I am writing this in December, and as the New Year approaches it is traditionally a time of looking forward to new hopes, dreams and goals. It is also a time of introspection and of looking back at where we have been. I’ve been doing both.
I am extremely grateful to have spent the past quarter century engaged in an unexpected career that has been more fun, more amazing and more rewarding than I ever thought possible. My career with this magazine began in 1986 as I walked the flight line during Oshkosh with Dennis Shattuck, the founder of KITPLANES® magazine. As a pilot and former 172M owner, I knew nothing about homebuilt aircraft until that day.
The kit plane revolution began when Shattuck coined the word “KITPLANES” for the title of this magazine. My mission was to learn more about this market, especially as Cessna, Beach and Piper had just stopped building planes, and no one knew whether aviation as we knew it would soon come to an end.
My goal was to speak with every kit and plans manufacturer listed in the annual buyer’s guides. I wanted to learn about their designs, and talk to their suppliers and to you, their customers. The more I learned, the more questions I had.
Thanks to surveys, and much to everyone’s surprise, it became clear that homebuilders are not only scratchbuilders, assembling gathered parts until a project is ready to fly. They are also engineers, bankers, doctors, professional pilots, businessmen, visionaries and simply those so passionate about their ideas that they dare to live their dreams by building an airplane, whether from kits or plans. They have helped fuel growth.
During the 1980s and early ’90s, the kit industry increased at double-digit rates. Soon, a new group of forward-thinking engineers took notice and began to create cutting-edge avionics at a rapid pace. Because no TSO was required, the products could be developed relatively quickly and without the costly FAA approval process. This flexibility offered amateur-built aircraft owners the opportunity to use exciting state-of-the art equipment first, and many of these products later became available for certificated aircraft.
It is enthusiasts who make these enterprises successful. For the most part, they are the most honest and sincere individuals I could have imagined working with, and I’m amazed at how many companies are now run by the children who used to play in the hangar or office during my visits. I truly cherish the friendships I have developed over these last decades.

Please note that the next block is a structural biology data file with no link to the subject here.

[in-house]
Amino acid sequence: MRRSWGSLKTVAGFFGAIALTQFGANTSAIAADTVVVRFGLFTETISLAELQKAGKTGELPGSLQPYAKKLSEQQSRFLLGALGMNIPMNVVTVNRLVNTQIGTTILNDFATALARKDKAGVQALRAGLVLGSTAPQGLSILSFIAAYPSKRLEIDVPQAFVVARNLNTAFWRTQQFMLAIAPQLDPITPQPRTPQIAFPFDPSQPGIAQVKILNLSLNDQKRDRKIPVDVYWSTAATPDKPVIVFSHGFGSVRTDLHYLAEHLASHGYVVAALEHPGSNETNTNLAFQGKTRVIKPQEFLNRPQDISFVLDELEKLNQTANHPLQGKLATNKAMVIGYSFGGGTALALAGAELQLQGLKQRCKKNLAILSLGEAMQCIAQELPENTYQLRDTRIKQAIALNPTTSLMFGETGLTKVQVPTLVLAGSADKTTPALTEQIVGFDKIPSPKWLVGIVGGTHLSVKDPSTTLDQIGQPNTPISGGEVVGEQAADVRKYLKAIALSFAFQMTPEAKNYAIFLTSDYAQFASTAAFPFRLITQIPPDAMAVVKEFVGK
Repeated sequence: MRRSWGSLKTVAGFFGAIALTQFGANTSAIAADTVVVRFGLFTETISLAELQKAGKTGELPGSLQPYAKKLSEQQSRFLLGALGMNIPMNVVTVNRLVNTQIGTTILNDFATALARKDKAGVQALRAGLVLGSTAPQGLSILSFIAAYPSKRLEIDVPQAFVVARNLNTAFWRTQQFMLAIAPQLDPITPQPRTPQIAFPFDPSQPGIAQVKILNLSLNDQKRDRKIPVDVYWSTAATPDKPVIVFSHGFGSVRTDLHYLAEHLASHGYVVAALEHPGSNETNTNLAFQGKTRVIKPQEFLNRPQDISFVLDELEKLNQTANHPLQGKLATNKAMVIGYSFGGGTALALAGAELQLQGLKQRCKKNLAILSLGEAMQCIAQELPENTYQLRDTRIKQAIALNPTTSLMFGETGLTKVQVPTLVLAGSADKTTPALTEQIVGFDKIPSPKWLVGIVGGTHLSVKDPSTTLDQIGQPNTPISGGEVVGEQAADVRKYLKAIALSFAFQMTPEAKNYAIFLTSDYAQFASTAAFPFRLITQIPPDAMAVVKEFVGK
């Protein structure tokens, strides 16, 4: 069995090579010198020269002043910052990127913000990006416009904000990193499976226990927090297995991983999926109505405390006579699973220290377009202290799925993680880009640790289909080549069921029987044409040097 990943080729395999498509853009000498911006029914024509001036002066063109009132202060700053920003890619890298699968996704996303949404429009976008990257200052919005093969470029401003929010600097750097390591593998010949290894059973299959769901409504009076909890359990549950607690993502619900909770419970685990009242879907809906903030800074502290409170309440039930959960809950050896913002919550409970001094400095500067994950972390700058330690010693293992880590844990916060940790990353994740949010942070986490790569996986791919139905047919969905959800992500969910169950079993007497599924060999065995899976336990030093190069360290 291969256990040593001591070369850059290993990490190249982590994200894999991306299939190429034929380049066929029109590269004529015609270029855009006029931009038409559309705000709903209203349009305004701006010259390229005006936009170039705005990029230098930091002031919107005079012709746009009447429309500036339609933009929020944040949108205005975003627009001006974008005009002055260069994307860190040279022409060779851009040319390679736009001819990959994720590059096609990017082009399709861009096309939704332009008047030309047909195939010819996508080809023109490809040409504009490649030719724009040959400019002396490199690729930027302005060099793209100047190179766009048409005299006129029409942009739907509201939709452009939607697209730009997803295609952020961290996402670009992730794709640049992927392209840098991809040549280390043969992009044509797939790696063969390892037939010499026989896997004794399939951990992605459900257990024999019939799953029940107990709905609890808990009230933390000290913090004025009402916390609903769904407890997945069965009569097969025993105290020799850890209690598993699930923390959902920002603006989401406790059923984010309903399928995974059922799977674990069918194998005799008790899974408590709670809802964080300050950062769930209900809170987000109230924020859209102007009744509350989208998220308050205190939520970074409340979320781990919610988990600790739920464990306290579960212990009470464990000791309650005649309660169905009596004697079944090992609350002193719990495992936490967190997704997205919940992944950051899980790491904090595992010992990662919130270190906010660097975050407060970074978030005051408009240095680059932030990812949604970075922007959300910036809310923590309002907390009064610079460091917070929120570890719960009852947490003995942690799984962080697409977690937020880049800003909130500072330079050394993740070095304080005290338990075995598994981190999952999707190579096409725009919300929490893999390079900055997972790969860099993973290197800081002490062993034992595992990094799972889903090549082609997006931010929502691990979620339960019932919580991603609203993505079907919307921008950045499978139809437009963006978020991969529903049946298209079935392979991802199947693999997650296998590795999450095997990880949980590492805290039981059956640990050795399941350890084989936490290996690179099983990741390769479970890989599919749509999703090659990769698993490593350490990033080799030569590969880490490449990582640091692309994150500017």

As I look ahead, it seems we’ve almost come full circle. Burt Rutan has retired, but spaceship programs with new entrepreneurs may one day allow me to fulfill my life-long dream of experiencing space travel (and winning the lottery).
In this spirit, I would offer a piece of advice for everyone who is passionate about aviation. If each of the 500,000+ members of aviation organizations would insist that 5% of membership fees be used to encourage the FAA to reduce the costly and cumbersome regulatory process required to certify an airframe or component for single-engine or light aircraft under 180 hp, we could really get somewhere. One person can make a difference, so talk to your hangar mates, print flyers, use social media or do whatever it takes to get the word out. As a group, we can change things.
If history repeats itself, amateur builders will continue to fuel the new aircraft registrations that allow aviation to flourish, and the hot segment will be the many kits and plansbuilts that can be constructed and flown as Light Sport Aircraft.
And so it is with mixed emotion that I retire as the Publisher of KITPLANES® to travel in a six-wheel RV (the kind without a propeller). I am so thankful to have spent all these years with this publication, and in an industry no one imagined would last. The dedicated staff and you, our readers, will propel this industry forward, and keep the dream of flight alive.
But now it’s time for me to go play. It is time to explore more of this magical country on the ground and to spend time with my loved ones while I can.
I hope to see some of you at a pancake breakfast or an open house as I explore. I’ll be traveling a bit lower and a bit slower, but I believe the best is yet to come.
Cindy Pedersen grew up flying across New York state in her dad’s Aeronca and got her private license in 1972. Raised in an entrepreneurial family, she enjoyed careers in banking and broadcasting before moving to Southern California in 1986 where she began working with aviation, motorcycle and classic car magazines. She lives in “heaven,” Cardiff-by-the-Sea, California.